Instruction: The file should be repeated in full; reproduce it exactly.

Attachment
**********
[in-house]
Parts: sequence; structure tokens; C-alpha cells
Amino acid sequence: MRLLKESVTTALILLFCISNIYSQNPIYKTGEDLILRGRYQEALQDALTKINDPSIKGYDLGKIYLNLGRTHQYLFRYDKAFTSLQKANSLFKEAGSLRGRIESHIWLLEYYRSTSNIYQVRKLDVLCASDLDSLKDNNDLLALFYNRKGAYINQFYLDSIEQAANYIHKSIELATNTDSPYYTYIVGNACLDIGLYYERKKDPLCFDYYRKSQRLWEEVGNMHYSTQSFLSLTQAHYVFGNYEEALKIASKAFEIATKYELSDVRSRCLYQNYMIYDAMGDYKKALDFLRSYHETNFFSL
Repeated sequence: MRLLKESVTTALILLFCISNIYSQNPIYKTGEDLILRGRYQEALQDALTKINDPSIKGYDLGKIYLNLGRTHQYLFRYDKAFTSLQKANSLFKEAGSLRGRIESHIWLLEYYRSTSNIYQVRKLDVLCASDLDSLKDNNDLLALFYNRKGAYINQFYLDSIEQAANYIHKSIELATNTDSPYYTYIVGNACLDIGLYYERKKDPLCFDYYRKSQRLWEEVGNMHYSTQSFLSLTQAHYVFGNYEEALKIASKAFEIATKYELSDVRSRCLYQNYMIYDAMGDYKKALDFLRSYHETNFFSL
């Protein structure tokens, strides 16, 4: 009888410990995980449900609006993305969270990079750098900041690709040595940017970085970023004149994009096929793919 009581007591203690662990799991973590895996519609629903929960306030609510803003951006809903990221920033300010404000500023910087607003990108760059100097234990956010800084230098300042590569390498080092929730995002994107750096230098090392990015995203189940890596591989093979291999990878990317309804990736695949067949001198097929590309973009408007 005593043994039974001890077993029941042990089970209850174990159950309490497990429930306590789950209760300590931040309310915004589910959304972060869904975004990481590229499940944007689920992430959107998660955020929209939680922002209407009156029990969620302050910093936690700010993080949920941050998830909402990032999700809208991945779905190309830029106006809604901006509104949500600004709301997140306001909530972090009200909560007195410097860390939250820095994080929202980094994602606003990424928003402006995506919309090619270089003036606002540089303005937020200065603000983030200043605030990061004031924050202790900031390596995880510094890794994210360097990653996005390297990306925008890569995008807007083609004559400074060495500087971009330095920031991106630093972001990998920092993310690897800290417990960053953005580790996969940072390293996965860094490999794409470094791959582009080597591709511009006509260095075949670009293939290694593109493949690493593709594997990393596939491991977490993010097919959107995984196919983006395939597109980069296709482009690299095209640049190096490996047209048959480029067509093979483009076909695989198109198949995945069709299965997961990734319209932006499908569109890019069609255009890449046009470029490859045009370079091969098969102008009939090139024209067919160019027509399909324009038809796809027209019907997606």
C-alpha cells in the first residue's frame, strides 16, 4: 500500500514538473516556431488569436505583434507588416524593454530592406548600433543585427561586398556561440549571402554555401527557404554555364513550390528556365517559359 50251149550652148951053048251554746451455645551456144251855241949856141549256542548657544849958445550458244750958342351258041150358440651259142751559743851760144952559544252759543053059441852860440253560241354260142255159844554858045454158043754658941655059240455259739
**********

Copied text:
[in-house]
Parts: sequence; structure tokens; C-alpha cells
Amino acid sequence: MRLLKESVTTALILLFCISNIYSQNPIYKTGEDLILRGRYQEALQDALTKINDPSIKGYDLGKIYLNLGRTHQYLFRYDKAFTSLQKANSLFKEAGSLRGRIESHIWLLEYYRSTSNIYQVRKLDVLCASDLDSLKDNNDLLALFYNRKGAYINQFYLDSIEQAANYIHKSIELATNTDSPYYTYIVGNACLDIGLYYERKKDPLCFDYYRKSQRLWEEVGNMHYSTQSFLSLTQAHYVFGNYEEALKIASKAFEIATKYELSDVRSRCLYQNYMIYDAMGDYKKALDFLRSYHETNFFSL
Repeated sequence: MRLLKESVTTALILLFCISNIYSQNPIYKTGEDLILRGRYQEALQDALTKINDPSIKGYDLGKIYLNLGRTHQYLFRYDKAFTSLQKANSLFKEAGSLRGRIESHIWLLEYYRSTSNIYQVRKLDVLCASDLDSLKDNNDLLALFYNRKGAYINQFYLDSIEQAANYIHKSIELATNTDSPYYTYIVGNACLDIGLYYERKKDPLCFDYYRKSQRLWEEVGNMHYSTQSFLSLTQAHYVFGNYEEALKIASKAFEIATKYELSDVRSRCLYQNYMIYDAMGDYKKALDFLRSYHETNFFSL
């Protein structure tokens, strides 16, 4: 009888410990995980449900609006993305969270990079750098900041690709040595940017970085970023004149994009096929793919 009581007591203690662990799991973590895996519609629903929960306030609510803003951006809903990221920033300010404000500023910087607003990108760059100097234990956010800084230098300042590569390498080092929730995002994107750096230098090392990015995203189940890596591989093979291999990878990317309804990736695949067949001198097929590309973009408007 005593043994039974001890077993029941042990089970209850174990159950309490497990429930306590789950209760300590931040309310915004589910959304972060869904975004990481590229499940944007689920992430959107998660955020929209939680922002209407009156029990969620302050910093936690700010993080949920941050998830909402990032999700809208991945779905190309830029106006809604901006509104949500600004709301997140306001909530972090009200909560007195410097860390939250820095994080929202980094994602606003990424928003402006995506919309090619270089003036606002540089303005937020200065603000983030200043605030990061004031924050202790900031390596995880510094890794994210360097990653996005390297990306925008890569995008807007083609004559400074060495500087971009330095920031991106630093972001990998920092993310690897800290417990960053953005580790996969940072390293996965860094490999794409470094791959582009080597591709511009006509260095075949670009293939290694593109493949690493593709594997990393596939491991977490993010097919959107995984196919983006395939597109980069296709482009690299095209640049190096490996047209048959480029067509093979483009076909695989198109198949995945069709299965997961990734319209932006499908569109890019069609255009890449046009470029490859045009370079091969098969102008009939090139024209067919160019027509399909324009038809796809027209019907997606």
C-alpha cells in the first residue's frame, strides 16, 4: 500500500514538473516556431488569436505583434507588416524593454530592406548600433543585427561586398556561440549571402554555401527557404554555364513550390528556365517559359 50251149550652148951053048251554746451455645551456144251855241949856141549256542548657544849958445550458244750958342351258041150358440651259142751559743851760144952559544252759543053059441852860440253560241354260142255159844554858045454158043754658941655059240455259739